A coffee bean from two different places usually have distinctive characteristics such as flavor (flavor criteria includes terms such as "citrus-like" or "earthy"), caffeine content, body or mouthfeel, and acidity. These are dependent on the local environment where the coffee plants are grown, their method of process, and the genetic subspecies or varietal.
Some well-known arabica coffee beans include:
- Colombian - Coffee was first introduced to the country of Colombia in the early 1800's. Today Maragogype, Caturra, Typica and Bourbon cultivars are grown. When Colombian coffee is freshly roasted it has a bright acidity, is heavy in body and is intensely aromatic. Colombia produces about 12% of the coffee in the world, second only to Brazil.
- Colombian Milds - Includes coffees from Colombia, Kenya, and Tanzania, all of which are washed arabicas.
- Costa Rican Tarrazu - from the Tarrazu Valley in the highlands outside of San Josè, archetypal estate coffee is La Minita.
- Guatemala Huehuetenango - Grown at over 5000 feet in the northern region, one of the most remote growing regions in Guatemala.
- Ethiopian Harrar from the region of Harar, Ethiopia.
- Ethiopian Yirgacheffe from the area of the town of Yirga Cheffe in the Sidamo (now Oromia) region of Ethiopia.
- Hawaiian Kona grown on the slopes of Hualalai in the Kona District on the Big Island of Hawaii.
- Jamaican Blue Mountain From the Blue Mountain region of Jamaica. Due to its popularity, it fetches a high price in the market.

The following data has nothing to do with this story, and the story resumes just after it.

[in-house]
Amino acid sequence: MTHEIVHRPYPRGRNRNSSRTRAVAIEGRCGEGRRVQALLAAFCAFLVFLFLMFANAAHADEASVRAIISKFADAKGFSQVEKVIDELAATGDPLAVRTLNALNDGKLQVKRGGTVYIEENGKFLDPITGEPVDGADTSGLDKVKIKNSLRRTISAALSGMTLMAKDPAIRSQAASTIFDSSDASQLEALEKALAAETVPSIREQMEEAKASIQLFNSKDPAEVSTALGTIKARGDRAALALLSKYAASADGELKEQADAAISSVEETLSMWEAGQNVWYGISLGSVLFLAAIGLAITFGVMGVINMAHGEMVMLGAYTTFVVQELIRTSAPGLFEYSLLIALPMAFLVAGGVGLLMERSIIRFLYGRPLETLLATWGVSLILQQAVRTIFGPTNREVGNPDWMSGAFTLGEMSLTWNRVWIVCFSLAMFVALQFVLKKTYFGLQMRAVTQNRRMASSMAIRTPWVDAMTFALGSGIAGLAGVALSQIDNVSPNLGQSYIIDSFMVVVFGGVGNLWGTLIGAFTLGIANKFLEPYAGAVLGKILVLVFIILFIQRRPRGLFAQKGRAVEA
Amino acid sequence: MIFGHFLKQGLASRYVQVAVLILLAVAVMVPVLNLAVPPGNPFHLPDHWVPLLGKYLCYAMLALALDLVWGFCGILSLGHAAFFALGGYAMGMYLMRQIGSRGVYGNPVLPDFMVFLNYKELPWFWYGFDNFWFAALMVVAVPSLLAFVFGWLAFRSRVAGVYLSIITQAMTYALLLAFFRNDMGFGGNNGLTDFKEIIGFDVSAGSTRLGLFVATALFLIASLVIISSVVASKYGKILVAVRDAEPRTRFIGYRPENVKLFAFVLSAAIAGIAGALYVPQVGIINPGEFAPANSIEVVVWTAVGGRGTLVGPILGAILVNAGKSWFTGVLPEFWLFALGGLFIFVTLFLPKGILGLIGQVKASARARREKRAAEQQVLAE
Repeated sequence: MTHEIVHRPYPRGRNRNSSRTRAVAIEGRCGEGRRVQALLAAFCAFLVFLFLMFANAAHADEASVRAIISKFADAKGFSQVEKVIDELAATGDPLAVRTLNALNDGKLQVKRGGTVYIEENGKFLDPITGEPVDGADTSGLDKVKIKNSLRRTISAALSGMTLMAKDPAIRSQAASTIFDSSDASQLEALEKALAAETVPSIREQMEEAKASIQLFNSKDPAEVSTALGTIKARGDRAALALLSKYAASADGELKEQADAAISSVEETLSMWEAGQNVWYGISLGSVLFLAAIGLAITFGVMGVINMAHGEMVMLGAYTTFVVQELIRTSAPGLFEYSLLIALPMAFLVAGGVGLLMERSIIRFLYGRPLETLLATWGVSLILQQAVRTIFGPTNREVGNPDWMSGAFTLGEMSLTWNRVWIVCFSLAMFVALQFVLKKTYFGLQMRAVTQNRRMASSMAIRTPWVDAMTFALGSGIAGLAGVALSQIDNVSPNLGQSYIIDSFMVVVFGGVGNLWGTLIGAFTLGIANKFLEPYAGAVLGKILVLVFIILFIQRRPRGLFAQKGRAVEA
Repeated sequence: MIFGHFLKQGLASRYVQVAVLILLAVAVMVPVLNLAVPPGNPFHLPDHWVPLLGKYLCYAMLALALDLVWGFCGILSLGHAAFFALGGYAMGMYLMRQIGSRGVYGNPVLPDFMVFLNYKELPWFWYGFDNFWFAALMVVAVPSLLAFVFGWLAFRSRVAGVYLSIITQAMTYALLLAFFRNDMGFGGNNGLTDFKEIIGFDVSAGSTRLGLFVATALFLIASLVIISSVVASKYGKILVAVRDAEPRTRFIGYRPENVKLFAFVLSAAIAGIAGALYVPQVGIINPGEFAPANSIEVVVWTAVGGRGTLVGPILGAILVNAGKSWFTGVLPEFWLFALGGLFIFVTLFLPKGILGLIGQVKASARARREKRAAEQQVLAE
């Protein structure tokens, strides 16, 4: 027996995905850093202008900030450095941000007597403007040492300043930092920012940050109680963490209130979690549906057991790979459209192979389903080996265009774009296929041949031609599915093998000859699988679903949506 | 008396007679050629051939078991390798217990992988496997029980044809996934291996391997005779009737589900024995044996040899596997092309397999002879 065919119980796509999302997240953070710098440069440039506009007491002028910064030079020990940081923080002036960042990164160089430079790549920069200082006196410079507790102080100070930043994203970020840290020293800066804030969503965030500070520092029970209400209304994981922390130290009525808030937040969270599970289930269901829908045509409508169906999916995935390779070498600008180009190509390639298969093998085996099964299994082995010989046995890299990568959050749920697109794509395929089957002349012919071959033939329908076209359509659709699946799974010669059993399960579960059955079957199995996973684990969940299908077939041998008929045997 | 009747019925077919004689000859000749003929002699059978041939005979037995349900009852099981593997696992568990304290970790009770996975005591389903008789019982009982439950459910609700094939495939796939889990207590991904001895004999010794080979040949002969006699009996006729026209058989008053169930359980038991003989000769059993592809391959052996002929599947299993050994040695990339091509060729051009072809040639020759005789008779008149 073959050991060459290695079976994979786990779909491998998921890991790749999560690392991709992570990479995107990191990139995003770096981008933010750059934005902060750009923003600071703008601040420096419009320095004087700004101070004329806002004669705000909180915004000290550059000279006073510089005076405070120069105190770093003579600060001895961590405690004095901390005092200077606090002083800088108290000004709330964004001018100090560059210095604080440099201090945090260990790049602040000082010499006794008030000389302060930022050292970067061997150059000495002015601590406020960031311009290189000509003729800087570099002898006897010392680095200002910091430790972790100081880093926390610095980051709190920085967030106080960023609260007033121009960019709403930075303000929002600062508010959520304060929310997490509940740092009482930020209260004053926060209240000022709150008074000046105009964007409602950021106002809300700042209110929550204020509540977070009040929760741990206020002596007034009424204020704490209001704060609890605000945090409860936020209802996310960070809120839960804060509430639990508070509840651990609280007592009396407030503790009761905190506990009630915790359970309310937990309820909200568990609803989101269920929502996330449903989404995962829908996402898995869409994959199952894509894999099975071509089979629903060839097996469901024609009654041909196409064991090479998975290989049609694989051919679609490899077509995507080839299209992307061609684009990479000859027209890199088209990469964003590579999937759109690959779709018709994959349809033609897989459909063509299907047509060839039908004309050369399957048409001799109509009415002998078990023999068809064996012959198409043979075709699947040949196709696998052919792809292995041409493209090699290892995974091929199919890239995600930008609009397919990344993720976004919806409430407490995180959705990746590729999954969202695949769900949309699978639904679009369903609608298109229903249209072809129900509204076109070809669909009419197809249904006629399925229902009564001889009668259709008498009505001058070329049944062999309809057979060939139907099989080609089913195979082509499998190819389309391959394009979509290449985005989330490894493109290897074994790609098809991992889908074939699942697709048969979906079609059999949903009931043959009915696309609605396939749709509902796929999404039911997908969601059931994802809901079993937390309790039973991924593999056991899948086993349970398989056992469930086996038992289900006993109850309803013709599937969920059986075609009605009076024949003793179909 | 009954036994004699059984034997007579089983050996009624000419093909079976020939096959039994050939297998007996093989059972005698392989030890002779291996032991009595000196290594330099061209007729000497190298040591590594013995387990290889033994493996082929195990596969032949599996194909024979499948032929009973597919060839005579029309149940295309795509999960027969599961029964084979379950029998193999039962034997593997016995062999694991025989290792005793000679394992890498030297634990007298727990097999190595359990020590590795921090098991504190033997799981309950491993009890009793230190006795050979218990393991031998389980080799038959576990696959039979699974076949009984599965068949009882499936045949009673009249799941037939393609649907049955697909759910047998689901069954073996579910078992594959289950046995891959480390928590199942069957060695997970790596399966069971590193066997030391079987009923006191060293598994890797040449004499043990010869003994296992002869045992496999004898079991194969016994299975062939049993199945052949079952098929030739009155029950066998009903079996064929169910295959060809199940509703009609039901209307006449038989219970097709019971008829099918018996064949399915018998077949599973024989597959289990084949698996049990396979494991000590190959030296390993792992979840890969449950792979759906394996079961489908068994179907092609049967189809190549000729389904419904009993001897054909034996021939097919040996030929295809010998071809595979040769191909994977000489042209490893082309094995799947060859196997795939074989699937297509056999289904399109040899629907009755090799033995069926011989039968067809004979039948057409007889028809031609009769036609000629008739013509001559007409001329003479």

- Java from the island of Java, in Indonesia. This coffee was once so widely traded that "java" became a slang term for coffee
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Some coffee bean varieties are so well-known and so in-demand that they are far more expensive than others. Jamaican Blue Mountain and Hawaiian Kona coffees are perhaps the most prominent examples. Often these coffee beans are blended with other, less expensive coffee beans and the suffix "blend" added to the labelling, such as "Blue Mountain blend" or "Kona blend" even though they only contain a small amount of the coffee bean mentioned.
One unusual and very expensive variety of robusta is the Indonesian Kopi Luwak and the Philippine Kape Alamid. The coffee bean is collected from the droppings of the Common Palm Civet, whose digestive processes give it a distinctive flavor.